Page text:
45 BROADWAY OWNER LLC, Plaintiff–Respondent, v. NYSA–ILA PENSION TRUST FUND, Defendant–Appellant.
Judgment, Supreme Court, New York County (Paul Wooten, J.), entered September 6, 2012, awarding plaintiff-landlord the total amount of $166,013.96, and bringing up for review an order, same court and Justice, entered August 27, 2012, which granted plaintiff's motion for summary judgment in its favor, dismissed defendant-tenant's affirmative defenses, and denied defendant's cross motion for summary judgment dismissing the complaint, unanimously reversed, on the law, with costs, the judgment vacated, plaintiff's motion denied, and defendant's cross motion granted. The Clerk is directed to enter judgment dismissing the complaint. Appeal from the foregoing order, unanimously dismissed, without costs, as subsumed in the appeal from the judgment.
Plaintiff is the owner and landlord of a building located at 45 Broadway in Manhattan, and defendant was a commercial tenant in the building. When defendant's predecessor was the building tenant, it installed a supplemental HVAC system; that system connected to the building's water risers and remained in operation after defendant took possession of the premises in or around March 2002.
The parties' lease addressed their responsibilities in the event of damage to the premises. Specifically, in section 7.03 of the lease, the parties agreed that their insurance policies would each contain an endorsement in which their respective insurance companies would “waive subrogation or permit the insured, prior to any loss, to waive any claim it might have against the other.” Further, section 7.04 of the lease provided, “each party releases the other with respect to any claim (including a claim for negligence) which it might otherwise have against the other party for loss, damage or destruction with respect to its property by fire or other casualty ․ occurring during the terms of this Lease” (emphasis added).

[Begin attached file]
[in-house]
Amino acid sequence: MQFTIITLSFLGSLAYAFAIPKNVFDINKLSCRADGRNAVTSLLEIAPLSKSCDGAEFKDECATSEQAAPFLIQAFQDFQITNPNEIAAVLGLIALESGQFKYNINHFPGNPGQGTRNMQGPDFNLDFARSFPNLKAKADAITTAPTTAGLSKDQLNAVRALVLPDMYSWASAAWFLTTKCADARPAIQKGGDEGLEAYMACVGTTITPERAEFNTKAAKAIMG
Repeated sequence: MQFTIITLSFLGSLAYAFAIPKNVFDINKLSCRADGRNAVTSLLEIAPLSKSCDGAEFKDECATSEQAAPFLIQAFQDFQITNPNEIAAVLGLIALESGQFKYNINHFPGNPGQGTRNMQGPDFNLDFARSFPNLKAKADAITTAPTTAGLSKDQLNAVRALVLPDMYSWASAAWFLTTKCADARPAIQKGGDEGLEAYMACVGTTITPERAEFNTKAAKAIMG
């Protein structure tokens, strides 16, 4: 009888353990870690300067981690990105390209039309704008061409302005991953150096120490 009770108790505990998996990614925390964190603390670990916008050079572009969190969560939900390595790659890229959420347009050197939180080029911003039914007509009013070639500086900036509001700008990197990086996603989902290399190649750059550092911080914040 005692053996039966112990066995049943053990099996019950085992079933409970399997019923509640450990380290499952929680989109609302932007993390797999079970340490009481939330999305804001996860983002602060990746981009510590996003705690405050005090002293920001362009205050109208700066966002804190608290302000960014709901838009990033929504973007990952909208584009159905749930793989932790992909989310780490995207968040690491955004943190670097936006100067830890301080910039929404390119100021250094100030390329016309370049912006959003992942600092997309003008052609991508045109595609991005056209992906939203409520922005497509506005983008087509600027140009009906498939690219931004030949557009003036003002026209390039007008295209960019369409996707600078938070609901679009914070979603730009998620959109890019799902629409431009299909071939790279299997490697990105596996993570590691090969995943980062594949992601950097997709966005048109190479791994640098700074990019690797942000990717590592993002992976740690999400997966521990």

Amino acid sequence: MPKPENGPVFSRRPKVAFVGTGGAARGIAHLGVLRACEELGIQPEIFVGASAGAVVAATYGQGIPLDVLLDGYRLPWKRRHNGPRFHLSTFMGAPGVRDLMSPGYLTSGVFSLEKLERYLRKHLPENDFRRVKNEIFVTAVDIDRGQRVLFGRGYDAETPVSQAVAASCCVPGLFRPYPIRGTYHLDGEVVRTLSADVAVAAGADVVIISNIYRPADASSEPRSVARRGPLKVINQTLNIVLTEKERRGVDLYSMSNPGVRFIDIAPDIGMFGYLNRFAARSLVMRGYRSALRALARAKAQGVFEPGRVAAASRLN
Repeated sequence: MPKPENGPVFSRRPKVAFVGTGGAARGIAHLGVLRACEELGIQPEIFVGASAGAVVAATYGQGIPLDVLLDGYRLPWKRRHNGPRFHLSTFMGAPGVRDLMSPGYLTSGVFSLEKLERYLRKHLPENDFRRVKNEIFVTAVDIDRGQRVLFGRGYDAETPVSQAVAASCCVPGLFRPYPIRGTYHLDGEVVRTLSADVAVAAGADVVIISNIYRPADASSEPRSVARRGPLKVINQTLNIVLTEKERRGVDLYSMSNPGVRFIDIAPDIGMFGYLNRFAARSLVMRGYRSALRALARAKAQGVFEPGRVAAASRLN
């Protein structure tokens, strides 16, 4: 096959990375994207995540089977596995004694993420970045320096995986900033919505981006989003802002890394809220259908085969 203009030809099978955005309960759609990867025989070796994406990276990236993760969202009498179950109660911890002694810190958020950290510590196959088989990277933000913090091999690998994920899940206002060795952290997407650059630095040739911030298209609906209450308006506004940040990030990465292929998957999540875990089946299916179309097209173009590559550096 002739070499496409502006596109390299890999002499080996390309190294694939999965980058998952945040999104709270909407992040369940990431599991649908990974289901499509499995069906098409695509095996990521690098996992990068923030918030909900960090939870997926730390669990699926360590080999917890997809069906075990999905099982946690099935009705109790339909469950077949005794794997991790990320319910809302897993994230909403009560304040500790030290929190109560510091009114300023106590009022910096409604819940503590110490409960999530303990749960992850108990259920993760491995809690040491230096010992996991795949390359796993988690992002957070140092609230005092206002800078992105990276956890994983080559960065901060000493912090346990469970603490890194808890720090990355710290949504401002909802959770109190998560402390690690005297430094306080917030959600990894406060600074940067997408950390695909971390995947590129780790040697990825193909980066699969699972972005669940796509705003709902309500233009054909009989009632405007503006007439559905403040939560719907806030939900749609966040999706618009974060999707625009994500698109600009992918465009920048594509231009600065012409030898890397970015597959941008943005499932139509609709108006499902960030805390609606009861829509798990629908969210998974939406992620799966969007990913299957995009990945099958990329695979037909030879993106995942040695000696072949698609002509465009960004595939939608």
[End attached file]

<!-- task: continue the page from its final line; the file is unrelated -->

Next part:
In April 2010, plaintiff informed all building tenants that building management intended to shut down the building's water condenser, and therefore, that tenants should shut down any supplemental HVAC systems. Immediately after the “drain down” of the building's water, the lobby flooded. Building personnel discovered that a rusted and corroded pressure gauge on defendant's supplemental HVAC system had burst off a supply pipe, allowing water to gush out. The flood damaged several floors of the building, as well as the elevator, mezzanine, lobby, and basement.